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Wonder Both Seen and Unseen

The meaning of an image materializes more slowly than the image itself

I recently saw a picture that has stayed with me in a surprisingly persistent way. Though it has been weeks since my photographer friend put her phone away after showing me the image, it has popped into my mind almost daily. Though it is a beautiful image, its resonance has felt deeper than that. Last night, as I lay in bed, I realized why the image so captivated me.

Before I get to the meaning I found in the image, though, let me describe it for you. Because I am a writer rather than a photographer, I’ll imagine the story of the image through the eyes of the beholder. Please note – these are my words, not hers.

A story hiding within a photo

I’d been standing quietly at the edge of the lake for some time. It was a foggy early morning and I’d come to see the swans known among local birders to gather in this water at this time of year. I’d approached as silently as I could, hoping to glimpse the unguarded beauty of these magnificent birds.

I was not disappointed. They were there in droves. Drifting on the smooth water of the lake, seeming to appear and disappear into the fog. As I watched, I composed image after image through the lens of my camera. I played with framing, focus, lighting, aperture speed. I resisted the urge to wish the swans would do something particular or move in some way I thought would make a good shot. Over and over, I forced my eyes away from scenes in my imagination and back to the scene as it was.

It happened in an instant, as it so often does with birds. A pair of swans began flapping their wings ferociously in a tandem lift off. Because they are a predominantly monogamous species, I imagined them as an old couple who no longer had to confer about such choices. Without thought or cue of any sort noticeable to me (and I have a rather keen eye with regards to birds), they achieved effortless unison.

With a thrill of joy, I trained my camera on this mundane and magnificent sight. From the surge of loud and clumsy splashing to the silence of flight, I prayed that, somehow, my camera would capture the way my heart lifted with these birds as they soared into the air. It wasn’t until I got home to my studio to edit my photos that I saw what I hadn’t seen when I’d been standing on the shore of the lake engrossed in two of my loves – watching birds and taking pictures.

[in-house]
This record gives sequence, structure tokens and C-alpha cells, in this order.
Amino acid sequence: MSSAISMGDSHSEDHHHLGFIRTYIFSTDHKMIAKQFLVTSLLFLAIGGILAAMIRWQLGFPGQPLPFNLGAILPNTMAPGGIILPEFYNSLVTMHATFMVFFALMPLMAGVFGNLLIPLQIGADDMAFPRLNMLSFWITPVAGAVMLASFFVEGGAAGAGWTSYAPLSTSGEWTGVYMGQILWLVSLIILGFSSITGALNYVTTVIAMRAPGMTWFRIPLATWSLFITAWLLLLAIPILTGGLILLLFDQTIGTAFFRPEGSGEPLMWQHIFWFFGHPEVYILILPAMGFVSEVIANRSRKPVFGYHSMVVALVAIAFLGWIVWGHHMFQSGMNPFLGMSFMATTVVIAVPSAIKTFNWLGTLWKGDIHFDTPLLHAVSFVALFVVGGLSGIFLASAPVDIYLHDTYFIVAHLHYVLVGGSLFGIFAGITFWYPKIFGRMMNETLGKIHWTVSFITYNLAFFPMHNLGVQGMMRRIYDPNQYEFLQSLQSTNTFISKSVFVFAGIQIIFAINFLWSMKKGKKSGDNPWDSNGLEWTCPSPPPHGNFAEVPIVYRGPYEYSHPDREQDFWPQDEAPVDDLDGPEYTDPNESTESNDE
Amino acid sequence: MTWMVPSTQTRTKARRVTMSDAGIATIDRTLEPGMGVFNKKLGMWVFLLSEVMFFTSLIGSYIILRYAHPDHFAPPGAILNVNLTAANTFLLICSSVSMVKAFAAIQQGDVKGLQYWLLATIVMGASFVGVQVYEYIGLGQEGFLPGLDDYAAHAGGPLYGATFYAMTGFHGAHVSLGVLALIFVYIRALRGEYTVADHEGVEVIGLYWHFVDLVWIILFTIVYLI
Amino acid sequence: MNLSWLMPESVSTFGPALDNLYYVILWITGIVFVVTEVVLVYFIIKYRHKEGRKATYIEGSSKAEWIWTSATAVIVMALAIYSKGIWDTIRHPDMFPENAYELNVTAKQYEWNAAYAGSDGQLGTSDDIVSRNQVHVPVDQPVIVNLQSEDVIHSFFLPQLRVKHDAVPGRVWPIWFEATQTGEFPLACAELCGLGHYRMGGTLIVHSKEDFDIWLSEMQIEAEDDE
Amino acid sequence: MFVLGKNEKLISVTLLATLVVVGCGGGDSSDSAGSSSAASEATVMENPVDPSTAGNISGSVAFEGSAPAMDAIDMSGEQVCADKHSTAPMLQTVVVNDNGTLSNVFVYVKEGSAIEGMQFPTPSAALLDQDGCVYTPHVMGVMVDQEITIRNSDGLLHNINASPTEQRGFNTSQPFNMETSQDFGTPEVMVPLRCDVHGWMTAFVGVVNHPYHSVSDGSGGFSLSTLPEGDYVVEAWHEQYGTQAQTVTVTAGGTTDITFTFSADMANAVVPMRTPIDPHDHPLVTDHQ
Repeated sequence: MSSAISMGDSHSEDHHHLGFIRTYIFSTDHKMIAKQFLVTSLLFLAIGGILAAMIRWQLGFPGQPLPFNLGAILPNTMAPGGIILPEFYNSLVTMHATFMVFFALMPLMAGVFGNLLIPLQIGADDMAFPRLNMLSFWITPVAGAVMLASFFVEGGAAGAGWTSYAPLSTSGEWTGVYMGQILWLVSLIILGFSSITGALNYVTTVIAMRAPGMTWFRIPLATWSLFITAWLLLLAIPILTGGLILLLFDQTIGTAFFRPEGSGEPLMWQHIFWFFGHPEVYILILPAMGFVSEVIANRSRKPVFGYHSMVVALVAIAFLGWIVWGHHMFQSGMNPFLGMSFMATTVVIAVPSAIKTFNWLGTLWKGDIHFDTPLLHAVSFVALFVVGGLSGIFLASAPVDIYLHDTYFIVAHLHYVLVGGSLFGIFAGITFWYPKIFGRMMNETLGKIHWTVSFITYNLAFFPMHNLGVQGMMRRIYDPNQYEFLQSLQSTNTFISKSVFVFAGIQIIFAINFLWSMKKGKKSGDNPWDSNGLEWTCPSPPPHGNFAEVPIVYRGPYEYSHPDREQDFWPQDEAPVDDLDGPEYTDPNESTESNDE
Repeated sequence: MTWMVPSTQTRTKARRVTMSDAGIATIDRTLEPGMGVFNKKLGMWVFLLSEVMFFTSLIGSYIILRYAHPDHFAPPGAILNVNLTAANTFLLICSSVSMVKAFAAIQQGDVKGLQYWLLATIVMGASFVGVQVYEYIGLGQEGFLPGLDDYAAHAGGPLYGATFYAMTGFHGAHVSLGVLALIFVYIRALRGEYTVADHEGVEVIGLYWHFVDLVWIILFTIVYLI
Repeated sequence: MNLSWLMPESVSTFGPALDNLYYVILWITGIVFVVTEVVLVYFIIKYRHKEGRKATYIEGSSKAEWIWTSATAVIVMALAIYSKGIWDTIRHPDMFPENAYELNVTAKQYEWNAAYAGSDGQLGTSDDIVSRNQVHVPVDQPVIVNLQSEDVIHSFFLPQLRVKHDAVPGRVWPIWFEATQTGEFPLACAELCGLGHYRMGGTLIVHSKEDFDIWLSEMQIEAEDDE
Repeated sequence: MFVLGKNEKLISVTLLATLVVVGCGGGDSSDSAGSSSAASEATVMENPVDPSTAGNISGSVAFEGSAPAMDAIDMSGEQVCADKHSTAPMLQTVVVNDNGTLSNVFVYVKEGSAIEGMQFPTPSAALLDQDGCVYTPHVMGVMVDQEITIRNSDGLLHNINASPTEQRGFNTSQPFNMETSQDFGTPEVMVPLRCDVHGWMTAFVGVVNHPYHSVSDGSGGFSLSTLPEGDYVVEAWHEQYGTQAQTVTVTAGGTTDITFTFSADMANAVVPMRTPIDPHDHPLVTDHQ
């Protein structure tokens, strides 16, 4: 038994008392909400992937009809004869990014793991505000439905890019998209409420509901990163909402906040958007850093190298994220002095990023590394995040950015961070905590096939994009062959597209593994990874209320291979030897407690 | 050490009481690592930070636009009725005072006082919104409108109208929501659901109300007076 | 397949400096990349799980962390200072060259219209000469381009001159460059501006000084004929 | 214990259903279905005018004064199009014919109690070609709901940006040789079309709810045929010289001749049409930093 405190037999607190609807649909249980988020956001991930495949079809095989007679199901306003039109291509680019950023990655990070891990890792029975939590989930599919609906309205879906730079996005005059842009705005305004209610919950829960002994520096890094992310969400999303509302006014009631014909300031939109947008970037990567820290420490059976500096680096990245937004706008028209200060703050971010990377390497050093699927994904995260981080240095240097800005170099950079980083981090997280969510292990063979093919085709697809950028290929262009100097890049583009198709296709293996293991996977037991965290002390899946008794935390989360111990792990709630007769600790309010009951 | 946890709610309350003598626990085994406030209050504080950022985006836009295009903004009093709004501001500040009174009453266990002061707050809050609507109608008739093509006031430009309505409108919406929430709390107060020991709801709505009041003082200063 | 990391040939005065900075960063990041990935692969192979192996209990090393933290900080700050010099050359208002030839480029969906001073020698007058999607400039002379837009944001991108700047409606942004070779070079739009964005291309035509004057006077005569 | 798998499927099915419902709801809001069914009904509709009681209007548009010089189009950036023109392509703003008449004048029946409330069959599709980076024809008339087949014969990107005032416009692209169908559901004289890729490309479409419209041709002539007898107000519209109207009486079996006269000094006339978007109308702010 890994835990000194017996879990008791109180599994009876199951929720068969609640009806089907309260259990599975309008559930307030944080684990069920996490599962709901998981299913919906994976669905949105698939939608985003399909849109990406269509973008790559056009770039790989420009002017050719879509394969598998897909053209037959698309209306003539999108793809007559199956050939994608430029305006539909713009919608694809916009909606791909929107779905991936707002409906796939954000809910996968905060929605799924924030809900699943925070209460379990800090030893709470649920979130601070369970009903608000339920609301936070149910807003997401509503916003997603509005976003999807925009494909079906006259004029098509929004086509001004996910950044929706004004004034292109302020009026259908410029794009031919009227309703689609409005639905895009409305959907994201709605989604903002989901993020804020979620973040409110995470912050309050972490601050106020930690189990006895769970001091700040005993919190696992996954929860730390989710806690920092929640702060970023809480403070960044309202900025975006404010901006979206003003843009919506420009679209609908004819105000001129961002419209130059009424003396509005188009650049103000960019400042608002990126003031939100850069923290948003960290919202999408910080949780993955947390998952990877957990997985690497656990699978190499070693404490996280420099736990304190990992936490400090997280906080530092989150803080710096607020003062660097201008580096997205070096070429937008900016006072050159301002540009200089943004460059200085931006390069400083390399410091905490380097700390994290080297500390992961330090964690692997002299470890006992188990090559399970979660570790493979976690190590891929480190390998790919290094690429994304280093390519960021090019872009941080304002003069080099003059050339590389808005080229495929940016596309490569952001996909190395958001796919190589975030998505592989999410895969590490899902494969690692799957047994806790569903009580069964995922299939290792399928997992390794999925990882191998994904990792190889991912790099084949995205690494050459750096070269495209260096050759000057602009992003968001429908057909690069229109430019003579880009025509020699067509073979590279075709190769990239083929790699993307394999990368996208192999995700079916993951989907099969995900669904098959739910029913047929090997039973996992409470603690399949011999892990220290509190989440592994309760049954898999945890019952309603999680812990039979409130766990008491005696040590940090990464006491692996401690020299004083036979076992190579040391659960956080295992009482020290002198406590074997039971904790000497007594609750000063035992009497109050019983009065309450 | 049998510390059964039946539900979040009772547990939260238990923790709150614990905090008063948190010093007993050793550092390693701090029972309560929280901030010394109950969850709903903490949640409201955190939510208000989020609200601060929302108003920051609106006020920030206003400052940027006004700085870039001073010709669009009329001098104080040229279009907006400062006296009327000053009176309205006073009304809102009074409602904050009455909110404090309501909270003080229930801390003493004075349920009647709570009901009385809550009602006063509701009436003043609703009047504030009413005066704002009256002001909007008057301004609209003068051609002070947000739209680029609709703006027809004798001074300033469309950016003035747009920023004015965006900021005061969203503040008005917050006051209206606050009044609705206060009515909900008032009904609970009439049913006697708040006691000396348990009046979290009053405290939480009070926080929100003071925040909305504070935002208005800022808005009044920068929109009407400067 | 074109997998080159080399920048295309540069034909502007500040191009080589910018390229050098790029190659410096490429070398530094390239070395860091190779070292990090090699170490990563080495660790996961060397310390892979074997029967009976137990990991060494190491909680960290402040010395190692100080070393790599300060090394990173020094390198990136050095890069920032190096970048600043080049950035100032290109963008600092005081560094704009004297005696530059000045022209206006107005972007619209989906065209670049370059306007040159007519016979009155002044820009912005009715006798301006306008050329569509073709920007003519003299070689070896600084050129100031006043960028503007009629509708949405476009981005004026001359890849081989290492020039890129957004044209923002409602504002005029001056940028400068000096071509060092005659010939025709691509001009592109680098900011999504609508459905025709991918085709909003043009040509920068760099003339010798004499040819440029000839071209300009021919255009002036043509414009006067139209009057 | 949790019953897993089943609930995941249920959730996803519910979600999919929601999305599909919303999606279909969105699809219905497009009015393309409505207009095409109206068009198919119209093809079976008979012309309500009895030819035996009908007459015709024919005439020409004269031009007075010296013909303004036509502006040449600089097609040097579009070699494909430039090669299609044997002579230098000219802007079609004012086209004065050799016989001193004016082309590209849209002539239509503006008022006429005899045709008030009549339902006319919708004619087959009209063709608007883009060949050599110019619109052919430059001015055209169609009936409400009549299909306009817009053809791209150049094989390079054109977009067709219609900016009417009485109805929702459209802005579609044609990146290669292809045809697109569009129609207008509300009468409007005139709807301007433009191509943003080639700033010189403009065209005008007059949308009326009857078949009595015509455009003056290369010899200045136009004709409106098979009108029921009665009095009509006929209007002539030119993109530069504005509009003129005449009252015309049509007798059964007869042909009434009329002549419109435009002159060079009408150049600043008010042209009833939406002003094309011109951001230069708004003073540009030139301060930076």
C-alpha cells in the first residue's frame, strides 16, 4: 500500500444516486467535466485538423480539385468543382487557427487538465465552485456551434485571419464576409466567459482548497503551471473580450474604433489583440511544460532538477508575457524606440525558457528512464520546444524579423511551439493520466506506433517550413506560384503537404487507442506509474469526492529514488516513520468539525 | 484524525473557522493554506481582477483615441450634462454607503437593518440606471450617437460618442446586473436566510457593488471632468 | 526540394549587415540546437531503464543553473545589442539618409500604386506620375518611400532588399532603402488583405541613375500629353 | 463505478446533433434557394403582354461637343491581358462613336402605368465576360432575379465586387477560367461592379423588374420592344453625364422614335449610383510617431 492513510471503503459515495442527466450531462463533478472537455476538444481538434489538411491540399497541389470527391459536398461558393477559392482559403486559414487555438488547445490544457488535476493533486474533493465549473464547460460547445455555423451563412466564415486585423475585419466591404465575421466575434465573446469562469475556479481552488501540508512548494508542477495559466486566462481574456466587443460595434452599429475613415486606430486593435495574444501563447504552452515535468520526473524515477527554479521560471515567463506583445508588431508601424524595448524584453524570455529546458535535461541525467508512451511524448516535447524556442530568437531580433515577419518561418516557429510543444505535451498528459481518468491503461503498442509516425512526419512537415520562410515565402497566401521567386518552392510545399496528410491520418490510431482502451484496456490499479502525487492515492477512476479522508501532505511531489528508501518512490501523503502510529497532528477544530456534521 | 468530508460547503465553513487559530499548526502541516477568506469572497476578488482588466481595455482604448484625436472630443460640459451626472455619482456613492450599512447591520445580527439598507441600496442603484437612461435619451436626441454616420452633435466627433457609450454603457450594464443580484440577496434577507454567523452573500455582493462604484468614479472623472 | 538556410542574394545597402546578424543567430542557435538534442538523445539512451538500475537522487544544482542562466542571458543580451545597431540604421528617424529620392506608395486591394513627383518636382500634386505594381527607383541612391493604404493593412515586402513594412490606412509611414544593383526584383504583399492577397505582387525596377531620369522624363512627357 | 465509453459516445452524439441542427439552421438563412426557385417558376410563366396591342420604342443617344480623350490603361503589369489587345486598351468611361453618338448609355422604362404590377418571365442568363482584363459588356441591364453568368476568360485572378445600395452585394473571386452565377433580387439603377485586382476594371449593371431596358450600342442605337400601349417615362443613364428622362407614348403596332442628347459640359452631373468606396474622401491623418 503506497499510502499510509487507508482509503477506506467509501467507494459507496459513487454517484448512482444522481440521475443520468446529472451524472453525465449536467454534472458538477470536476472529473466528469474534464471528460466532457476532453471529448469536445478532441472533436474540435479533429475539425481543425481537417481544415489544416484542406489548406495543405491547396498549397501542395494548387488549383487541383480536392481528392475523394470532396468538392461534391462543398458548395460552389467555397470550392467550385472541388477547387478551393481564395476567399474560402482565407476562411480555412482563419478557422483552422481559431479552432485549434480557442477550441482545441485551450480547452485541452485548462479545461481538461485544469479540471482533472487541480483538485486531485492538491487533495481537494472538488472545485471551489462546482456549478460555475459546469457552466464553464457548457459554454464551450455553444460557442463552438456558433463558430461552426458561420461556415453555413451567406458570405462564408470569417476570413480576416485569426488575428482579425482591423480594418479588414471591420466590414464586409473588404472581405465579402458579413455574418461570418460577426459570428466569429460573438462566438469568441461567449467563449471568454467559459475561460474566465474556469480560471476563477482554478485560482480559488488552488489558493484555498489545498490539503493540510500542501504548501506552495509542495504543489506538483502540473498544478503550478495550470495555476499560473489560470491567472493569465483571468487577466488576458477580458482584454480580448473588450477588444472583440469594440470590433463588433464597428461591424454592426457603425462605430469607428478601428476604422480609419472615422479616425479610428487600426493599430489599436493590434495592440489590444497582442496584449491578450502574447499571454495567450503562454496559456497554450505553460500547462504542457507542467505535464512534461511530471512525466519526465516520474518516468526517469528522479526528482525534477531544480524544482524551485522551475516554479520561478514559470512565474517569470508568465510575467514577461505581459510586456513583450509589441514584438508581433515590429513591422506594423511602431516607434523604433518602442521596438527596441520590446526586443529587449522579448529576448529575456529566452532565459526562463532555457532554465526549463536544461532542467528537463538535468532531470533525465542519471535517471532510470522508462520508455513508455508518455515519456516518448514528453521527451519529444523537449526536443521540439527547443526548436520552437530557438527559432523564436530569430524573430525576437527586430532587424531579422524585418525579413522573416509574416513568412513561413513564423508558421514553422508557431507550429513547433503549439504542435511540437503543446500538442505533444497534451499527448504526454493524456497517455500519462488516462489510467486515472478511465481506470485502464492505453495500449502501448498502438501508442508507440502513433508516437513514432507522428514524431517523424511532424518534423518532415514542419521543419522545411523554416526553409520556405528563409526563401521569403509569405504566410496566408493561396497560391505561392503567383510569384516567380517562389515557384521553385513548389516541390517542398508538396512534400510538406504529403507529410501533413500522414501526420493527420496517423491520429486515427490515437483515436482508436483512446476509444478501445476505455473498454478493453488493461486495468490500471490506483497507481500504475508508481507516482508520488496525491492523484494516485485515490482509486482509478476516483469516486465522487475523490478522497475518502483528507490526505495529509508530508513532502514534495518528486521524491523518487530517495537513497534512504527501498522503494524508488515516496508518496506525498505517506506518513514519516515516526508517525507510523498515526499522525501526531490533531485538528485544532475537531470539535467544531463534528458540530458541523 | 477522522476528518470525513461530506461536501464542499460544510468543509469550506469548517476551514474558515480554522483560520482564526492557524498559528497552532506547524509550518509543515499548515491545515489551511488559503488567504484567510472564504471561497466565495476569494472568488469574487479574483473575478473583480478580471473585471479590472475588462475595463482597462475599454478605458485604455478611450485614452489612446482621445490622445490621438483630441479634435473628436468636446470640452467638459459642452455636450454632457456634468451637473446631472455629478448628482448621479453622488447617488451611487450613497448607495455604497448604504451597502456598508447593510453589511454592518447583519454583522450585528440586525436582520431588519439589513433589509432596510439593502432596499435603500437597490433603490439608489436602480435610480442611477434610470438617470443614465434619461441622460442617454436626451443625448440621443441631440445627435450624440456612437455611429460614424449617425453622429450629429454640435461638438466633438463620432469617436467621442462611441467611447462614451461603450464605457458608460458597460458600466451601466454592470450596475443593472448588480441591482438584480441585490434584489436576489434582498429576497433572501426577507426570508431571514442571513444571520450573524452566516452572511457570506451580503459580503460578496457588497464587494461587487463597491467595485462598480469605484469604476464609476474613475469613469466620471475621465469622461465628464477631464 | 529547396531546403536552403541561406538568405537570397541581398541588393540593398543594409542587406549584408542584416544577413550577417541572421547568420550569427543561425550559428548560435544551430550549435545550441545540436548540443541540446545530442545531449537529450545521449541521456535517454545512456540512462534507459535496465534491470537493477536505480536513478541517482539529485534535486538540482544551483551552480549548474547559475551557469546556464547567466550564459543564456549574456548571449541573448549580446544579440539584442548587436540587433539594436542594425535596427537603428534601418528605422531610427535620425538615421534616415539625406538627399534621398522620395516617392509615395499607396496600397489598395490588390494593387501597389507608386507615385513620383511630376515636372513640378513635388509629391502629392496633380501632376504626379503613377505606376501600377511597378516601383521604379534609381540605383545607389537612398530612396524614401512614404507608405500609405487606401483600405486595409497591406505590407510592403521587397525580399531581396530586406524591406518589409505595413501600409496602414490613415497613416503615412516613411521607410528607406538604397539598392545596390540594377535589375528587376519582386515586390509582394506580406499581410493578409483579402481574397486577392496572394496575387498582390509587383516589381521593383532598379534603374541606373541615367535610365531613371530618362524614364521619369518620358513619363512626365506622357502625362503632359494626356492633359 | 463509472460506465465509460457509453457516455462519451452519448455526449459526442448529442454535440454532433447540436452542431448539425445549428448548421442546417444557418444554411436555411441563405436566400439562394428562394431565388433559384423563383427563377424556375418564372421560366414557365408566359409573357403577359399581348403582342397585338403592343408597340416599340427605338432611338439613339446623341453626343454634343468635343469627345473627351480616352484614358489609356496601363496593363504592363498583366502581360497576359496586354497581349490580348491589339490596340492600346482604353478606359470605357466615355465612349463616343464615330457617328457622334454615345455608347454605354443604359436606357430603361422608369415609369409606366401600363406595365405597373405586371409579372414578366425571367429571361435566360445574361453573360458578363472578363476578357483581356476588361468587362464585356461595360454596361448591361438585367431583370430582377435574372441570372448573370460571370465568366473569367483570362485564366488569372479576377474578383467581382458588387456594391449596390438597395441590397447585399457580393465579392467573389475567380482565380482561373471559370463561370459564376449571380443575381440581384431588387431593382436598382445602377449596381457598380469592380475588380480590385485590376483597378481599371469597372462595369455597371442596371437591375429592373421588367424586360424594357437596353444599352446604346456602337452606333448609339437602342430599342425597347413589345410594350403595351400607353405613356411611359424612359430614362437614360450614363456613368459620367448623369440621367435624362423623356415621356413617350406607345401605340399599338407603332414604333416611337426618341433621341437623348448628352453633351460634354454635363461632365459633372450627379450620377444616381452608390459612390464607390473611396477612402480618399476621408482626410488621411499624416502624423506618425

Just as the pair of swans lifted above a strip of fog, a higher layer of fog parted to reveal something I had not seen at all that morning. Across the water, hidden both by distance and fog, there was a church steeple. At exactly the moment when I snapped the photo, the cloud parted to reveal a simple white cross.

Though it is barely visible in the upper left quadrant of the photograph (not surprising because it was completely invisible to me in the moment), to my artist’s eye it is this little glimpse of “more” that I did not plan or compose that makes the photo so powerful.

A photo as much about the unseen as the seen

In my studies of spirituality, I have heard this world of ours described as a “God-soaked creation.” To me, my friend’s photograph captures that phrase with almost impossible precision. She, by grace rather than planning, foresight, or strategy, managed to create an image that points to all the wonder and mystery of life that we do not see – even (or especially) when we’re looking.

Spiritual direction is a way of getting glimpses of the unseen wonder and mystery of life

As I lay in bed last night thinking again about her photo, I realized with a start that she created a piece of art that describes spiritual direction in a way that words so often fail to do. When I sit in contemplative conversation with another seeker, I am listening to the stories of their life with ears as keen as my friend’s bird-loving eyes. I am listening with a heart as open as the lens of my friend’s camera.

Like my friend, there is no way for me to predict, plan, or produce moments when God will appear in these stories. In fact, like the pale, almost invisible, white cross in the far background of my friend’s photo, more often than not what I glimpse is not God, but something like God’s fingerprints. It’s true for all of us that, if we’re not paying attention, we can be so captivated by the big, splashy, events of our lives (like gorgeous swans taking off from the lake) that we can miss God’s quiet, almost invisible fingerprints (like the tiny cross at the far reaches of our view).

It is the work of a spiritual director to be present and actively alert for these glimpses. The honor and joy of sharing them in spiritual direction sessions has the power to make my heart soar as gracefully as the swans taking flight in my friend’s beautiful, resonant image.

(The image above is NOT my friend’s photo. I found this one on Unsplash.) 

Thomas Merton said, “A spiritual director is one who helps another to recognize and to follow the inspirations of grace in his life, in order to arrive at the end to which God is leading him.” If you’re interested in knowing more about the practice, please send me a note. I’m happy to schedule a call or a meeting.